Additional information on the type and extent of the radionuclide dispersal will likely be addressed by the CTBTO in the near future.
We also see no reason to alter our previous assessment that regardless of whether this most recent test was an operational warhead for an ICBM or simply a device, the yield of the test clearly shows North Korean progress in increasing the yields of their nuclear weapons. The significance of this is that it has the potential to dramatically increase the threat posed by its Strategic Force (responsible for ballistic missiles) as individual nuclear warheads potentially now have 10-times (or more) greater destructive power. This would allow fewer missiles to be employed to ensure destruction of a given target, and increase the target areas threatened by North Korean ICBMs by allowing a larger number of targets to be engaged with the current missile inventory. If the claim that the device just tested has a variable yield is true (from tens to hundreds of kilotons), then this may also imply the North Koreans intend to adopt an expanded policy of using nuclear weapons, including tactical use, in addition to deterring threats to existence of the state. By doing so, they would join countries such as the United States, Russia, China, Pakistan, etc. that have policies regarding the use of tactical nuclear weapons, clearly further destabilizing the Korean peninsula situation.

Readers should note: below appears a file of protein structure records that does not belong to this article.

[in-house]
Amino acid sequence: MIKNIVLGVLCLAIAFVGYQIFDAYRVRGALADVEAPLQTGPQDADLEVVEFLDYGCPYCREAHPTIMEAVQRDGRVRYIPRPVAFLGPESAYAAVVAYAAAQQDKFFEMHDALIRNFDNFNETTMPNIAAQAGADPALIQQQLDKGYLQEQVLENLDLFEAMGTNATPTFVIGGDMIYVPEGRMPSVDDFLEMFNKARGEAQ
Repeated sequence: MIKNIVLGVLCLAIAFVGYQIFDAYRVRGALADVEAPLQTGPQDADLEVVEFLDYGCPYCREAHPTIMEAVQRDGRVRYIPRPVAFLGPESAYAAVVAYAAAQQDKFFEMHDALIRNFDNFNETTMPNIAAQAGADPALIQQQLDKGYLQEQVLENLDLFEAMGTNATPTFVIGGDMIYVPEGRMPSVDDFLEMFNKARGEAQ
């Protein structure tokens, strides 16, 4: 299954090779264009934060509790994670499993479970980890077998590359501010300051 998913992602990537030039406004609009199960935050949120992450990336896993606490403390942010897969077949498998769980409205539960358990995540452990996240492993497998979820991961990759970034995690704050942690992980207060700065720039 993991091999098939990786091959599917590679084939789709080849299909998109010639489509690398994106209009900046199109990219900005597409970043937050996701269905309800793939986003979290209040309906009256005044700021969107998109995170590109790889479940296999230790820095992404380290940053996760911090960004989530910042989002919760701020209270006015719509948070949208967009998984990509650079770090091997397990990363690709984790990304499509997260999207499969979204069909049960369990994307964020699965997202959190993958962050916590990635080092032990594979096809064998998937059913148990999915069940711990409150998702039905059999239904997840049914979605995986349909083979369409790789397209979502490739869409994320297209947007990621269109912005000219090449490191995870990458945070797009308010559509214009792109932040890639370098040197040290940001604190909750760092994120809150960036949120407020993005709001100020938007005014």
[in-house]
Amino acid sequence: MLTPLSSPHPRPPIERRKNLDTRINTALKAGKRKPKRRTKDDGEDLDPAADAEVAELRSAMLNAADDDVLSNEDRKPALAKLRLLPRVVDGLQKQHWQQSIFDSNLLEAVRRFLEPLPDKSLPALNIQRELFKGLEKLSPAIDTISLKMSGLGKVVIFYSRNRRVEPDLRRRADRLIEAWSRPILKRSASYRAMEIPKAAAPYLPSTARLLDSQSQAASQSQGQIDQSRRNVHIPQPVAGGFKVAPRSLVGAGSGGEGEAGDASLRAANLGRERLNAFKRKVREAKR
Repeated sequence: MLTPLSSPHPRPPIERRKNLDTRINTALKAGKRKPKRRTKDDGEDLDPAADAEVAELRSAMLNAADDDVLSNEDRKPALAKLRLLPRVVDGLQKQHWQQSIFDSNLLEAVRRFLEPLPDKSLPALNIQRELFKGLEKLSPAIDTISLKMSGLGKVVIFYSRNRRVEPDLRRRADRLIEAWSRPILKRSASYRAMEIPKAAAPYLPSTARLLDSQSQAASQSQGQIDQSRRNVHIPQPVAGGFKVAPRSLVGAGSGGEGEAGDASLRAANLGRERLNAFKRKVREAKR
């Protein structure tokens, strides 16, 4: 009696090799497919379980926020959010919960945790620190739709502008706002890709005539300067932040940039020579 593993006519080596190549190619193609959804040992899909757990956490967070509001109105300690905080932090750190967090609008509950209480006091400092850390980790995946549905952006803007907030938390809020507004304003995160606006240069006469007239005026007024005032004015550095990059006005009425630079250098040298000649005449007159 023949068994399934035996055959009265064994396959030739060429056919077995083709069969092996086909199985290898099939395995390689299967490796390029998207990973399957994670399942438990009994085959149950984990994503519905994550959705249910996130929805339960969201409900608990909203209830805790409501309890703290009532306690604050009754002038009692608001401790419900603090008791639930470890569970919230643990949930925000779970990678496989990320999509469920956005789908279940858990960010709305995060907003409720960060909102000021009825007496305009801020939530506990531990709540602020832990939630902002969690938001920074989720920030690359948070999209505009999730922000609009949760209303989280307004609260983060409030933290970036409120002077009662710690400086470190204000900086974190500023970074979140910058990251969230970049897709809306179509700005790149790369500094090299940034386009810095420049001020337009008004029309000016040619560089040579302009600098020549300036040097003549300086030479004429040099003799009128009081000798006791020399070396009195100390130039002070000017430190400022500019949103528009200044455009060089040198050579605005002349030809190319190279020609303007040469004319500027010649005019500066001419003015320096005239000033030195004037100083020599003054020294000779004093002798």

For instance, see: Brendan Thomas, “Tactical Nuclear Weapons In the Modern Nuclear Era,” Lowy Institute, September 30, 2016, https://www.lowyinstitute.org/publications/tactical-nuclear-weapons-modern-nuclear-era; Mark Schneider, “Russian Nuclear Weapons Policy,” Real Clear Defense, April 28, 2017, https://www.realcleardefense.com/articles/2017/04/28/russian_nuclear_weapons_policy_111261.html; Sajid Farid Shapoo, “The Dangers of Pakistan’s Tactical Nuclear Weapons,” The Diplomat, February 1, 2017, http://thediplomat.com/2017/02/the-dangers-of-pakistans-tactical-nuclear-weapons/; Mansoor Ahmed, “Pakistan’s Tactical Nuclear Weapons and Their Impact on Stability,” Carnegie Endowment for International Peace, June 30, 2016, http://carnegieendowment.org/2016/06/30/pakistan-s-tactical-nuclear-weapons-and-their-impact-on-stability-pub-63911; and Dave Mujamdar, “On the Brink: When Russia Would Use Tactical Nukes on NATO,” The National Interest, February 22, 2016, http://nationalinterest.org/blog/the-buzz/the-brink-when-russia-would-use-tactical-nukes-nato-15281.